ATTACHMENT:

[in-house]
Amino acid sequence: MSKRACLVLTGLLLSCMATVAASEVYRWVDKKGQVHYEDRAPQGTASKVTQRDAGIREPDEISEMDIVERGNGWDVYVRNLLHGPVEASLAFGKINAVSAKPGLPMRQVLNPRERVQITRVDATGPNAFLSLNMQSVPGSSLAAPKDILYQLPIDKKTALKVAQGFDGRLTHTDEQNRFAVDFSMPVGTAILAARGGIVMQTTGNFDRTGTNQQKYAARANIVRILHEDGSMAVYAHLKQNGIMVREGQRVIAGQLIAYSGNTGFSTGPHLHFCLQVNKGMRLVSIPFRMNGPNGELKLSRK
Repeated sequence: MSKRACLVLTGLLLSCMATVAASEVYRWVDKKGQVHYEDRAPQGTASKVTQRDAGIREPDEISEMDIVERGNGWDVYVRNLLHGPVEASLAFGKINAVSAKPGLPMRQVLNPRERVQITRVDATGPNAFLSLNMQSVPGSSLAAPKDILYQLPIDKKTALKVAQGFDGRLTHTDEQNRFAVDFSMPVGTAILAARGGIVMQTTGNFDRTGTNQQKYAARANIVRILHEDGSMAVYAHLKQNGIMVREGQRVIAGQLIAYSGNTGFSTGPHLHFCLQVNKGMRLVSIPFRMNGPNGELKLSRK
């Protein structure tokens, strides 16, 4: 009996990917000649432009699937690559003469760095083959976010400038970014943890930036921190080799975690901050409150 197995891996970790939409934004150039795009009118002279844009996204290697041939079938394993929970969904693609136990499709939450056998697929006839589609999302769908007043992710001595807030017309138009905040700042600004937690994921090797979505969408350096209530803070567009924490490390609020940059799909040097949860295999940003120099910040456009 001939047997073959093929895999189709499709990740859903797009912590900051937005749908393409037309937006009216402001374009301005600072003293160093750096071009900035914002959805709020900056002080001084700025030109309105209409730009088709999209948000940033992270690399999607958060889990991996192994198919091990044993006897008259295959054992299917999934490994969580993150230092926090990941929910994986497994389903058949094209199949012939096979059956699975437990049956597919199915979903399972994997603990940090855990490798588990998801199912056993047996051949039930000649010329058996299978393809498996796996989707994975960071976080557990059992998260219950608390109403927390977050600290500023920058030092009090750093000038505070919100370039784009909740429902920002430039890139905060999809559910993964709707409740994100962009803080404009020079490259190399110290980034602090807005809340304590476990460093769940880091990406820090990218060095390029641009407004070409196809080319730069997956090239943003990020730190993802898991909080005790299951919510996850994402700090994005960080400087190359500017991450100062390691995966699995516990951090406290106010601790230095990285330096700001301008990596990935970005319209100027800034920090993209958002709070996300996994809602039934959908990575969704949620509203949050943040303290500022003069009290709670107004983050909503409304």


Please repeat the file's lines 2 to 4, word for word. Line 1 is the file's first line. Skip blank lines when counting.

Amino acid sequence: MSKRACLVLTGLLLSCMATVAASEVYRWVDKKGQVHYEDRAPQGTASKVTQRDAGIREPDEISEMDIVERGNGWDVYVRNLLHGPVEASLAFGKINAVSAKPGLPMRQVLNPRERVQITRVDATGPNAFLSLNMQSVPGSSLAAPKDILYQLPIDKKTALKVAQGFDGRLTHTDEQNRFAVDFSMPVGTAILAARGGIVMQTTGNFDRTGTNQQKYAARANIVRILHEDGSMAVYAHLKQNGIMVREGQRVIAGQLIAYSGNTGFSTGPHLHFCLQVNKGMRLVSIPFRMNGPNGELKLSRK
Repeated sequence: MSKRACLVLTGLLLSCMATVAASEVYRWVDKKGQVHYEDRAPQGTASKVTQRDAGIREPDEISEMDIVERGNGWDVYVRNLLHGPVEASLAFGKINAVSAKPGLPMRQVLNPRERVQITRVDATGPNAFLSLNMQSVPGSSLAAPKDILYQLPIDKKTALKVAQGFDGRLTHTDEQNRFAVDFSMPVGTAILAARGGIVMQTTGNFDRTGTNQQKYAARANIVRILHEDGSMAVYAHLKQNGIMVREGQRVIAGQLIAYSGNTGFSTGPHLHFCLQVNKGMRLVSIPFRMNGPNGELKLSRK
């Protein structure tokens, strides 16, 4: 009996990917000649432009699937690559003469760095083959976010400038970014943890930036921190080799975690901050409150 197995891996970790939409934004150039795009009118002279844009996204290697041939079938394993929970969904693609136990499709939450056998697929006839589609999302769908007043992710001595807030017309138009905040700042600004937690994921090797979505969408350096209530803070567009924490490390609020940059799909040097949860295999940003120099910040456009 001939047997073959093929895999189709499709990740859903797009912590900051937005749908393409037309937006009216402001374009301005600072003293160093750096071009900035914002959805709020900056002080001084700025030109309105209409730009088709999209948000940033992270690399999607958060889990991996192994198919091990044993006897008259295959054992299917999934490994969580993150230092926090990941929910994986497994389903058949094209199949012939096979059956699975437990049956597919199915979903399972994997603990940090855990490798588990998801199912056993047996051949039930000649010329058996299978393809498996796996989707994975960071976080557990059992998260219950608390109403927390977050600290500023920058030092009090750093000038505070919100370039784009909740429902920002430039890139905060999809559910993964709707409740994100962009803080404009020079490259190399110290980034602090807005809340304590476990460093769940880091990406820090990218060095390029641009407004070409196809080319730069997956090239943003990020730190993802898991909080005790299951919510996850994402700090994005960080400087190359500017991450100062390691995966699995516990951090406290106010601790230095990285330096700001301008990596990935970005319209100027800034920090993209958002709070996300996994809602039934959908990575969704949620509203949050943040303290500022003069009290709670107004983050909503409304």